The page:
From swamp to slab

The first seeds of the impressive Kauri trees germinated in the days when mammoths and sabre-toothed tigers were still roaming the earth. These trees grew to huge sizes. Trees that sank in the swamp and are dug up again today. Trees of which we now make unique tables. Of timber as old as 3,000 years!


The logs are found in former swamp areas. Most of these lands are owned by farmers, who get financial compensation for all this digging around in their property.

Huge diggers and bulldozers are used for this heavy work. Sometimes the logs can be seen right on the surface, but other times they require serious digging down to 1.5 metres in the ground.


The loggers are often faced with difficulties when trying to reach the swamp ground. Fences have to be broken down and cattle has to be moved. The vegetation makes it hard to see where trunks are located.


A kauri log is exposed to the air after 35,000 years. This log had a diameter of 2.7 metres and weighed about 80 tons.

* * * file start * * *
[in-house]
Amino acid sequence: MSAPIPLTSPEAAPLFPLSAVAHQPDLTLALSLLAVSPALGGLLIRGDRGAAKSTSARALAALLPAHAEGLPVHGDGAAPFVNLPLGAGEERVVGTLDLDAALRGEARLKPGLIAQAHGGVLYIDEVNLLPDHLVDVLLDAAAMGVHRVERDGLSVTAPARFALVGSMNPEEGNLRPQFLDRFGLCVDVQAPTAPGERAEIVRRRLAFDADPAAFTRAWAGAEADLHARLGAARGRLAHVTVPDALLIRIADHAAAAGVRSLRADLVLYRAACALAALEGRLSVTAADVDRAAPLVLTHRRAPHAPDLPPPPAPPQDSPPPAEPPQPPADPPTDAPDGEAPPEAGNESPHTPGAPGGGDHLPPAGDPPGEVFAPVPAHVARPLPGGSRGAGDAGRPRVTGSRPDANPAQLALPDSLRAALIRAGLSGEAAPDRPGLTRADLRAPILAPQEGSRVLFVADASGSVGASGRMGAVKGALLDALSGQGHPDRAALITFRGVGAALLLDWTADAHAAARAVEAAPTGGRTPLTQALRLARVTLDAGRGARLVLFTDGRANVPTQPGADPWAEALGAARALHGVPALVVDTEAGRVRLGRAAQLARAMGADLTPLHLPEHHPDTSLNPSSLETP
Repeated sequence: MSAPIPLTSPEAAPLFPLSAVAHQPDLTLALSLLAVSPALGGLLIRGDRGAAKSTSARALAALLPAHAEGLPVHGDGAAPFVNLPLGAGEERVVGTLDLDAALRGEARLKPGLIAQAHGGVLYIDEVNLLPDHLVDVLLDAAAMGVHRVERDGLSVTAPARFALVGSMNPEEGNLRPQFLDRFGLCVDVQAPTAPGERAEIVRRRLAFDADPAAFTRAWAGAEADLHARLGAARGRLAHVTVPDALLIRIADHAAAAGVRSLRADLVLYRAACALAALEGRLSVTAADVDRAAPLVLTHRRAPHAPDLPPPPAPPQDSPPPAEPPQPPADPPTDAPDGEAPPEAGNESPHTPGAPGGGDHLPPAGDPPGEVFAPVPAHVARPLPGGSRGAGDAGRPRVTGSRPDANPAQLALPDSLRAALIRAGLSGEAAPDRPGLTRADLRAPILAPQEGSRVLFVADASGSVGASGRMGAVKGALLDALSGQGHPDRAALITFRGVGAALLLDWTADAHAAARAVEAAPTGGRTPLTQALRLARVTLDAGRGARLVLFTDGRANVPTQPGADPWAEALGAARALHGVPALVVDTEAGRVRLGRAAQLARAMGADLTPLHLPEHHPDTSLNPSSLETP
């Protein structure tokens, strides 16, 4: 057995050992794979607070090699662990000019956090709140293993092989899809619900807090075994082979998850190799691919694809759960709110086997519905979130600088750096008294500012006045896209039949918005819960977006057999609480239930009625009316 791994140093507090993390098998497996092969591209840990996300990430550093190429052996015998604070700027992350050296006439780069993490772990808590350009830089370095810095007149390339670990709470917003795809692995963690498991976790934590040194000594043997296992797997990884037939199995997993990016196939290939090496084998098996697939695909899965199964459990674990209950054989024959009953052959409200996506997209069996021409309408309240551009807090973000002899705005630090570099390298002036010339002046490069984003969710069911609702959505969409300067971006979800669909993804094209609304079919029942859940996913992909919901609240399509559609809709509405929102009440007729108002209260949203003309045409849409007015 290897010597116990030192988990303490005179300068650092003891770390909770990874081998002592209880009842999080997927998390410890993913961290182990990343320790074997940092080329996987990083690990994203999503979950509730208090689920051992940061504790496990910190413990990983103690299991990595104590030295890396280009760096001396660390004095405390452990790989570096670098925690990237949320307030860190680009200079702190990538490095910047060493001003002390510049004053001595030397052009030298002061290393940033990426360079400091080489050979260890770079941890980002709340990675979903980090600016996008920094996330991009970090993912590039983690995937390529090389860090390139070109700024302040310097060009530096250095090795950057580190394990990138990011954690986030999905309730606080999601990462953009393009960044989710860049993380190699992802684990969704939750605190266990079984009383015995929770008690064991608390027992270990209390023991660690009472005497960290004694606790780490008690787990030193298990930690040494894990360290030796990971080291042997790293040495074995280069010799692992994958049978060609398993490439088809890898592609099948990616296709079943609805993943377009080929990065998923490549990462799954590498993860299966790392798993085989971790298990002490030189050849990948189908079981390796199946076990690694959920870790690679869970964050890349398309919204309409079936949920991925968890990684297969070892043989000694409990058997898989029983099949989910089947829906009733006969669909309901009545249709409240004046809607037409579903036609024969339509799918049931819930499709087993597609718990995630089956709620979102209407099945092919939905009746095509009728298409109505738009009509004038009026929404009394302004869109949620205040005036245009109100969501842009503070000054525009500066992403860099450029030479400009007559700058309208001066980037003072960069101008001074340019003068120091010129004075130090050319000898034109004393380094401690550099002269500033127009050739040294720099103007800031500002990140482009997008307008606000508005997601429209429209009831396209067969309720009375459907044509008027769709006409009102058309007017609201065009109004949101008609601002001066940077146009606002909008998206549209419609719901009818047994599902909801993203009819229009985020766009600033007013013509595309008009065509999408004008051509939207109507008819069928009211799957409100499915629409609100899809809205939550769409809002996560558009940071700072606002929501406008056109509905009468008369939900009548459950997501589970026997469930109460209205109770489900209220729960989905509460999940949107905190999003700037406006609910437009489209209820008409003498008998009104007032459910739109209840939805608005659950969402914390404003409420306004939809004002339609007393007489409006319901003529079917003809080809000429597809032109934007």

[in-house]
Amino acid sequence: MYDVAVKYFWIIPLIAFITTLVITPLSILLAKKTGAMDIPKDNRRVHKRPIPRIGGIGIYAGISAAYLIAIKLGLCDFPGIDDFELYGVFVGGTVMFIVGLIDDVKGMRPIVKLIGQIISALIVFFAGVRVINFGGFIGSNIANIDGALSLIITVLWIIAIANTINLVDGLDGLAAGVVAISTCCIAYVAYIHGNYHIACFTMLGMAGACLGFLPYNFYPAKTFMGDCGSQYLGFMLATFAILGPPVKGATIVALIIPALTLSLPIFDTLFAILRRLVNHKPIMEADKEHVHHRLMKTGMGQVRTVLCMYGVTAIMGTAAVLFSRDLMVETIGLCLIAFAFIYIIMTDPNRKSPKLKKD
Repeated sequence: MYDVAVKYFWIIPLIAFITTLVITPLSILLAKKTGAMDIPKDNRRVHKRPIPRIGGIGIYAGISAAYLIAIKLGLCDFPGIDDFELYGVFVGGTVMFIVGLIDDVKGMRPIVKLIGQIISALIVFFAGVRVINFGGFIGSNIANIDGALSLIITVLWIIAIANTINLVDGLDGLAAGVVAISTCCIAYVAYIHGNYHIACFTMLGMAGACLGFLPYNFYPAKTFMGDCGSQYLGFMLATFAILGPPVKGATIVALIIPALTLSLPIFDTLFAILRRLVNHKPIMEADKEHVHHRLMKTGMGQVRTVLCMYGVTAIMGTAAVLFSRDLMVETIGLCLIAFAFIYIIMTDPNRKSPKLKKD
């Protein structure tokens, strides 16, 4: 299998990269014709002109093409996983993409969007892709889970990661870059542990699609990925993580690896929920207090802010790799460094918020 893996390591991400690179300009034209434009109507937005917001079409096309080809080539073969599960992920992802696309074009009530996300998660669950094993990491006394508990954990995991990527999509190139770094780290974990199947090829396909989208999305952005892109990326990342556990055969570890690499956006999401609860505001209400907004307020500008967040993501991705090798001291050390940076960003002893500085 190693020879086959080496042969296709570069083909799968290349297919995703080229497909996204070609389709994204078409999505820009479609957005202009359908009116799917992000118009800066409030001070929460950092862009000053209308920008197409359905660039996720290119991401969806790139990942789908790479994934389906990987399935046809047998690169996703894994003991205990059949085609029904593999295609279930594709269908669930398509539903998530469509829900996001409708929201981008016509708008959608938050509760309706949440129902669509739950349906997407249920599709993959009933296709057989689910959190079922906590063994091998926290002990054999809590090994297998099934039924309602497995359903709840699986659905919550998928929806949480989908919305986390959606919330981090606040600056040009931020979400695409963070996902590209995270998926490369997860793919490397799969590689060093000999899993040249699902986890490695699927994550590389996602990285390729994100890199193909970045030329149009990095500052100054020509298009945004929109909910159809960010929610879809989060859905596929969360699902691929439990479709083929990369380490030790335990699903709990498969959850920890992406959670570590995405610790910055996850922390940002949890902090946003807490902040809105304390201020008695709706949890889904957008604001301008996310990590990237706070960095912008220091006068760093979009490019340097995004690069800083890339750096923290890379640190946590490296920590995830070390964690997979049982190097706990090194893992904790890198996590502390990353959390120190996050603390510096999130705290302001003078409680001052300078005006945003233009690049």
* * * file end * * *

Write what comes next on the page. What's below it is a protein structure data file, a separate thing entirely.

In order to be able to transport this huge trunk to the mill it is cut in several pieces while still lying in the ground. This work can be very dangerous, because of wet and slippery trunks, and that is why they use big heavy chainsaws. The huge size of the trunk requires specially manufactured chainsaws with extra long blades. The size of these blades go up to 250 cm.


When the trunk is finally cut into 'easier to handle' pieces, these pieces are loaded on special trucks to transport them to the mill. At the mill the logs are rolled off the truck and stocked on the yard. These heavy transports on the road require special permits.


At the mill the logs and stumps are collected and with our expertise we select the best and biggest ones to cut our slabs from. We cut 2 to 3 years in advance before we can turn it into the most beautiful TreeTrunkTables.

Cut to size

This stump is an example of the massiveness of pure kauri wood. We had to cut the edges because it was too big for our milling plant. We cut the width to 270 cm, and the length was about 400 cm. However, it gets more and more difficult to find and reach these very big pieces.


In the milling construction we placed a special constructuted chainsaw with a bar length of 300 cm. Thickness is between 9 and 12 cm. Each slab can weight up to 1 ton. In 2005 we started milling the biggest slabs we did ever see.